RIGS: Mechanized Combat League – PSVR Review 2

14670820_10154470899532850_1873491095966793288_nVR as a concept is one of those that will take time for developers to master, particularly in the first person shooter genre. One of the biggest problems with having free motion based on your viewpoint is that there will often be a disconnect between the character you play and your movement in game. I was one of the few that adopted early, grabbing myself an Oculus Rift DK1 headset for the PC and while amazing for an in progress idea it did have its fair share of problems. Most notably when I played Half Life and having to get over the idea of moving rapidly through a first person scenario while I sat firmly still in my chair. The presence in the world was fantastic, the irksome motion was less so.

So now PlayStation VR has arrived and planted the magical visor in the hands of the mainstream there had to be changes to make this a more comfortable gaming experience. Already there has been major improvement in the way that developers approach gameplay perspectives and to my mind RIGS: Mechanized Combat League is one of the notable examples, even if it cheats a bit.

RIGS is a futuristic sports game that sees competitors take to various stadiums wearing massive robotic combat suits which allow them to take part in large scale versions of American Football and team deathmatch style gametypes. You play as one of the new guys who has to rise in the leagues to boost your fame and achieve top ranking for the team you choose at the beginning. This subplot while incredibly simple and somewhat standard is actually fleshed out to a decent degree. As you progress through the various events you can take on sponsors that reward you with credits to purchase new rigs, boost your fan count and generally help you on the way to stardom.

14522807_10154470959242850_4798857953182177131_nThe gameplay of RIGS can seem daunting at first, especially if this is your first time donning the PSVR headset however after a relatively in depth tutorial it becomes simplicity itself. Your RIG is controlled mostly like a first person shooter and to aim you simply look at the enemies to fixate onto them. This is something I feel wouldn’t work, having played first person VR games where a gun is controlled by your head position. In this case however RIGS just makes sense, The aiming system allows you to have full control over your rig at any time while being able to quickly snap between targets or hunt them down. It makes for an incredibly fun and satisfying control system and when the action gets intense the frenetic nature of the game can be actually in some way be felt by the player. Despite being surrounded on many occasions I never felt like I was overwhelmed or unable to handle a situation because of these controls and the sense of satisfaction after everything clicks is immense.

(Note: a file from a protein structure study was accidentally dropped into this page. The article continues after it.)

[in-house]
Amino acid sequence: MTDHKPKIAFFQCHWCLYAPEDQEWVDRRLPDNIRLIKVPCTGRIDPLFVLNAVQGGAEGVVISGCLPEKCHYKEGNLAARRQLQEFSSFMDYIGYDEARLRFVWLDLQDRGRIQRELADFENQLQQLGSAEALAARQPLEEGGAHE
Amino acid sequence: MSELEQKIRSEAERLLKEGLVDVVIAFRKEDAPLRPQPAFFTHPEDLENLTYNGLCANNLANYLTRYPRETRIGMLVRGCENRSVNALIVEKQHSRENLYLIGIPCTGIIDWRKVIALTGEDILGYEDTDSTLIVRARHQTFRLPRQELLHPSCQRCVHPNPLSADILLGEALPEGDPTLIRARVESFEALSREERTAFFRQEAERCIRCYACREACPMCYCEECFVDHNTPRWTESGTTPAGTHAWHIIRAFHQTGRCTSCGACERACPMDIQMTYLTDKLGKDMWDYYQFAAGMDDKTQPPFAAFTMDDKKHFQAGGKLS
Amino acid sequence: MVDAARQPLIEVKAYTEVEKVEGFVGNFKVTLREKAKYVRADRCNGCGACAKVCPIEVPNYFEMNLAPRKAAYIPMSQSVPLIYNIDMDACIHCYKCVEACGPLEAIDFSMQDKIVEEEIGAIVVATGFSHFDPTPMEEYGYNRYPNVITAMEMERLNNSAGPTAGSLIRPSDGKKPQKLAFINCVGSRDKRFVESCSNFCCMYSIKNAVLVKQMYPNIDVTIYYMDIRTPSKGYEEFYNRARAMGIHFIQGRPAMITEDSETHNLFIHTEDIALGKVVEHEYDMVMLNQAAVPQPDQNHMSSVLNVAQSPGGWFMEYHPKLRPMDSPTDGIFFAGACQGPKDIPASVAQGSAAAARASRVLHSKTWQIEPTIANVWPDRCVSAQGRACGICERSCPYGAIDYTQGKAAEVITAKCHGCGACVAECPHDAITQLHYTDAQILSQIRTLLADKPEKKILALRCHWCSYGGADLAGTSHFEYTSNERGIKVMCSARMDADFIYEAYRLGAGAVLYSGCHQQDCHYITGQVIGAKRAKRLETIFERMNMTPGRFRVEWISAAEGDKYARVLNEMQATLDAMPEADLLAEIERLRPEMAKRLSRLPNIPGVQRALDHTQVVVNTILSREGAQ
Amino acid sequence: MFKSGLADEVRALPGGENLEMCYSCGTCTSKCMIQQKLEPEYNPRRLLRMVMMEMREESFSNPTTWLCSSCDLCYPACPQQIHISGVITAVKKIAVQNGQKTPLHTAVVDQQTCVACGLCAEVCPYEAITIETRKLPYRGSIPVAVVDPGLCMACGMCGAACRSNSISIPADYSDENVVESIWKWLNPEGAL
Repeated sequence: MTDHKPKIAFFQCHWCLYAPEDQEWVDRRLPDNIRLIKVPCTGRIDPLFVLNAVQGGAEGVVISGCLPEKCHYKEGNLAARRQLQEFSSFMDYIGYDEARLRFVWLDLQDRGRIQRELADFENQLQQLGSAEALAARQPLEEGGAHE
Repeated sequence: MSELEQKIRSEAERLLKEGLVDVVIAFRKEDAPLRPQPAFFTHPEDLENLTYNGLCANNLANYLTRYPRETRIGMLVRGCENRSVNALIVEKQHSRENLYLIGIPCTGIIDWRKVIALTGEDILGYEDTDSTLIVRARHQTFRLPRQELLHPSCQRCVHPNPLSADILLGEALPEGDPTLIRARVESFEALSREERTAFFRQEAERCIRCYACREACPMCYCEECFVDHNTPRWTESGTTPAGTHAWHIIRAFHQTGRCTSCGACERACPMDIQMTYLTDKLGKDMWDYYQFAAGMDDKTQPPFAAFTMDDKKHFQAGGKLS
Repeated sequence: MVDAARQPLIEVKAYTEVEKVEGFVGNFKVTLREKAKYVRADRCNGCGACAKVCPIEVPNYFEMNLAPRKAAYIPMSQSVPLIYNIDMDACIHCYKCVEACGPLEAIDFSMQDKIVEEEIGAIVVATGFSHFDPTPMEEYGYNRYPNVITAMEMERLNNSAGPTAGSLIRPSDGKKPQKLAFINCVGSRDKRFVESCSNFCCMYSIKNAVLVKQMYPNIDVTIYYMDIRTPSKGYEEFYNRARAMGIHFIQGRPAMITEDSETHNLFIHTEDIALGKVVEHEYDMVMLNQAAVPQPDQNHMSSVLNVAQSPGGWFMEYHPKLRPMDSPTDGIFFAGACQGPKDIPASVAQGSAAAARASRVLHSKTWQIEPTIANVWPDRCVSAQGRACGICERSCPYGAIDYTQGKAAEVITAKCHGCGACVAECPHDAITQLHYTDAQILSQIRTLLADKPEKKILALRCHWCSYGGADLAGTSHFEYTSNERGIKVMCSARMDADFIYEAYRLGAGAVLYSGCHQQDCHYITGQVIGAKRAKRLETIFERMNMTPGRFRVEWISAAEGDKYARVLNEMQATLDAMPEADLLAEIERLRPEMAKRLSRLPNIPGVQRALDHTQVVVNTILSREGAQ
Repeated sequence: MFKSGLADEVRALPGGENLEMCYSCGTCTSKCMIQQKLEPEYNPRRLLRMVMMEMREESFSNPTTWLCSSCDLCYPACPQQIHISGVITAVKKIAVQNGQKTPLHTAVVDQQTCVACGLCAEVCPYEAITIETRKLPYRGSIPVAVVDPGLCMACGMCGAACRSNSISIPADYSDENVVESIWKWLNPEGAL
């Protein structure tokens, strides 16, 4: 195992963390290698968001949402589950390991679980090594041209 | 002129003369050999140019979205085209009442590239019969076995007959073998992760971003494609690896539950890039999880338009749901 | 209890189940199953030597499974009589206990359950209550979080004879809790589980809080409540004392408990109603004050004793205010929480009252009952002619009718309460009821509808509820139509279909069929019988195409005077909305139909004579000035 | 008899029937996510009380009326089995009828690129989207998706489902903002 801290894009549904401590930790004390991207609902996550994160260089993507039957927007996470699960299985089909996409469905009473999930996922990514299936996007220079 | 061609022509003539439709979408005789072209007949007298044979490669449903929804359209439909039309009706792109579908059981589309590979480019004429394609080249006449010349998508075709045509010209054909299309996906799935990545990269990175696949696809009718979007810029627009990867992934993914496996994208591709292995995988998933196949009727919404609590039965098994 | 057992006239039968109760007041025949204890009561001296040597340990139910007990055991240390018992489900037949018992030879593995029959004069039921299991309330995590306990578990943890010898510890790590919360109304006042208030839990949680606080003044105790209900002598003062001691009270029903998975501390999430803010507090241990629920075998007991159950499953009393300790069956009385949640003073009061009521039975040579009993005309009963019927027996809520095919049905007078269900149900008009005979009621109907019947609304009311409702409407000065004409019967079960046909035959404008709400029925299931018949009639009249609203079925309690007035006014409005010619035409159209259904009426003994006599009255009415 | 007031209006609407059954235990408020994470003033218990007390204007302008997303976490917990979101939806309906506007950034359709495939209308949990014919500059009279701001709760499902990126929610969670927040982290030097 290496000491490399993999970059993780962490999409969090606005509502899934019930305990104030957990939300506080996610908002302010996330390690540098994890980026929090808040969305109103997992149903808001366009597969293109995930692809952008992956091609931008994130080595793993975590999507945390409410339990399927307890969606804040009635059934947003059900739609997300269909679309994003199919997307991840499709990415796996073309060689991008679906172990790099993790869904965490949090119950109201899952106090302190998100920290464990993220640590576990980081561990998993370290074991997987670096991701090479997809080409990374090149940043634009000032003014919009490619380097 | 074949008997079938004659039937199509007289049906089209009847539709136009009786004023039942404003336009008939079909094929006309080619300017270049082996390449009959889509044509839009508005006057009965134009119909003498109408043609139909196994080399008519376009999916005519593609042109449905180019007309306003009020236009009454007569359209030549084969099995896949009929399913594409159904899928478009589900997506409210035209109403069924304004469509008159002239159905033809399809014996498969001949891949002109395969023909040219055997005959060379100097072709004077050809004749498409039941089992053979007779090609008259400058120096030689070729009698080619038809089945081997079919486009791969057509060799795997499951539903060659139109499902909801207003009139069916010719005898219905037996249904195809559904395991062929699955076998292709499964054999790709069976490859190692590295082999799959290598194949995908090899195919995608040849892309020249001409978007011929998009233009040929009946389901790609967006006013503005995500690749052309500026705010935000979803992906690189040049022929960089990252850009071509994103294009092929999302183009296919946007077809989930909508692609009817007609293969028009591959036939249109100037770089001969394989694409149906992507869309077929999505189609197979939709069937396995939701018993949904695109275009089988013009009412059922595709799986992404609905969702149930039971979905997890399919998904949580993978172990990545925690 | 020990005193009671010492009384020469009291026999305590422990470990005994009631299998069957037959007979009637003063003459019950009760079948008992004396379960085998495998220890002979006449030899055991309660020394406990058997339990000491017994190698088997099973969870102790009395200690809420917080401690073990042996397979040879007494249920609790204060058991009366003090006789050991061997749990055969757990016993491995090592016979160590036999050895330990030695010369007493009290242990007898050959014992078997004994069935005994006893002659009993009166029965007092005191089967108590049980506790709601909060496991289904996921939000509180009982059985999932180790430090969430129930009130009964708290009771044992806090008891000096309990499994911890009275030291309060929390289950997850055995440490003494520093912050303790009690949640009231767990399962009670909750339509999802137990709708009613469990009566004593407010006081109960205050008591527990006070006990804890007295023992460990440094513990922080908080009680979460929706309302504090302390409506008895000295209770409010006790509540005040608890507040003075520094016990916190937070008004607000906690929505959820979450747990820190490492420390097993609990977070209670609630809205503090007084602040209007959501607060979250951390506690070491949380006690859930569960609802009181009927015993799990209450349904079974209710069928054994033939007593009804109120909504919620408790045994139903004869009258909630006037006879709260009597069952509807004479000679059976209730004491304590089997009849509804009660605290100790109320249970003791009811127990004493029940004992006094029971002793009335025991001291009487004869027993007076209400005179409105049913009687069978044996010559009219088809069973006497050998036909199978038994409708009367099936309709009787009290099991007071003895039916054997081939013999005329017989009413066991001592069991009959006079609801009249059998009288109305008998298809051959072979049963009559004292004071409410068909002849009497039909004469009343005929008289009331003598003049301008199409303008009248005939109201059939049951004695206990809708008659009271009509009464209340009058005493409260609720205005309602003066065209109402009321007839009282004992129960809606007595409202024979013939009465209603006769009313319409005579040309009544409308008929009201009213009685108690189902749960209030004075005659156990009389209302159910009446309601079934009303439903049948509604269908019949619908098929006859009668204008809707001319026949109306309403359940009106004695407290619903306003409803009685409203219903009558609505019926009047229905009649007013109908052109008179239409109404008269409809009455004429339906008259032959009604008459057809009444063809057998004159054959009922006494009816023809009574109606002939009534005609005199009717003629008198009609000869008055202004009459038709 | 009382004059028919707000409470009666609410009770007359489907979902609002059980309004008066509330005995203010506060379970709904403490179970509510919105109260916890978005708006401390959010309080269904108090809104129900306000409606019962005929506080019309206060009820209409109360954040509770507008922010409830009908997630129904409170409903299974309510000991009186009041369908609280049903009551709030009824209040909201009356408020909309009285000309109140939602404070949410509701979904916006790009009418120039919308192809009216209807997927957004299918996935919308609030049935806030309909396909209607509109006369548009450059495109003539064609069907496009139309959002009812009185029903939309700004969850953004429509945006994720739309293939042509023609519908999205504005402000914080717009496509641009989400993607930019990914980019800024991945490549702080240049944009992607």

All of the rigs in the game have three modes that can be switched on the fly with the face buttons, Speed mode allows you to move around arenas quickly at the expense of shields and power, Repair allows you to fix your damaged rigs in between fights and power mode increases the damage from your attacks. If you defeat three enemies in a row or collect enough pickups throughout the arenas then you can enter into an overdrive state that activates all three, essentially making you a whirlwind of death to your opponents for a short time. The gametypes are fun as well. There are currently three in RIGS to get into and each of them are simple enough to understand. Endzone is your American Football game mode that sees two teams of three rigs fight over a football and try to get it in the other teams goal. Team Takedown is essentially your team deathmatch mode and then there is Powerslam which is a bit of a combination of the two. In Powerslam you have to takedown other rigs to achieve Overdrive mode, once you do you have to make your way to the floating ring in the center of the arena and jump through the top to score a goal. Powerslam is by far one of the best modes I have played in a competitive shooter and can get incredibly intense online with people blocking the goal to stop you from scoring or those moments where you are running to the goal within an inch of your life. Really fun stuff.